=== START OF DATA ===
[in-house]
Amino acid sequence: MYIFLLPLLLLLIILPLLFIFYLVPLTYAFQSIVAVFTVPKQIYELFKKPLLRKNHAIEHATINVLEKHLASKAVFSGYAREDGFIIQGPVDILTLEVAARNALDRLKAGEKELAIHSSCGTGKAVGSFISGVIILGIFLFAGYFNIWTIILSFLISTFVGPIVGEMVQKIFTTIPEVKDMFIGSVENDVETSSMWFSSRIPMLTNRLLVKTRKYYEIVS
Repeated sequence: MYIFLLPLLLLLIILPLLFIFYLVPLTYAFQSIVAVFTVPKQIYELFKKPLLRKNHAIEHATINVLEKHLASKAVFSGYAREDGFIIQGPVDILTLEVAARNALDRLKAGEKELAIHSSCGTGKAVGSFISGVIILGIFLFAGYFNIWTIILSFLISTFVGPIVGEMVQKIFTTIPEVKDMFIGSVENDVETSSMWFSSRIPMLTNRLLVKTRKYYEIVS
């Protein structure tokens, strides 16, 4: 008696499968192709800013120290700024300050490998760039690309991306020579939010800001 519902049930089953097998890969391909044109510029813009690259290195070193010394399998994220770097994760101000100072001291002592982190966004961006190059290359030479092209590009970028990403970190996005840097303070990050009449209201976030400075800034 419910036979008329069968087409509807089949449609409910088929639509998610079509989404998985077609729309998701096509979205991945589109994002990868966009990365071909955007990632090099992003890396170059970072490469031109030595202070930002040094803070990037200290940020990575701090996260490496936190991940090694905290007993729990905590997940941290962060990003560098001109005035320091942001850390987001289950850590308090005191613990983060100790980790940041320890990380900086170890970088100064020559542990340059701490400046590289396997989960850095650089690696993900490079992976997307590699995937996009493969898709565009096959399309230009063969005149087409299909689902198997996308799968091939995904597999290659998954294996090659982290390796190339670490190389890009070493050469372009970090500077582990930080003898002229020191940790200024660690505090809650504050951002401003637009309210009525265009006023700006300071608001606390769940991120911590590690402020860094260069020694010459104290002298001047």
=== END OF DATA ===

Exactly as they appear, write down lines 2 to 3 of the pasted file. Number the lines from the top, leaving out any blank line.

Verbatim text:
Amino acid sequence: MYIFLLPLLLLLIILPLLFIFYLVPLTYAFQSIVAVFTVPKQIYELFKKPLLRKNHAIEHATINVLEKHLASKAVFSGYAREDGFIIQGPVDILTLEVAARNALDRLKAGEKELAIHSSCGTGKAVGSFISGVIILGIFLFAGYFNIWTIILSFLISTFVGPIVGEMVQKIFTTIPEVKDMFIGSVENDVETSSMWFSSRIPMLTNRLLVKTRKYYEIVS
Repeated sequence: MYIFLLPLLLLLIILPLLFIFYLVPLTYAFQSIVAVFTVPKQIYELFKKPLLRKNHAIEHATINVLEKHLASKAVFSGYAREDGFIIQGPVDILTLEVAARNALDRLKAGEKELAIHSSCGTGKAVGSFISGVIILGIFLFAGYFNIWTIILSFLISTFVGPIVGEMVQKIFTTIPEVKDMFIGSVENDVETSSMWFSSRIPMLTNRLLVKTRKYYEIVS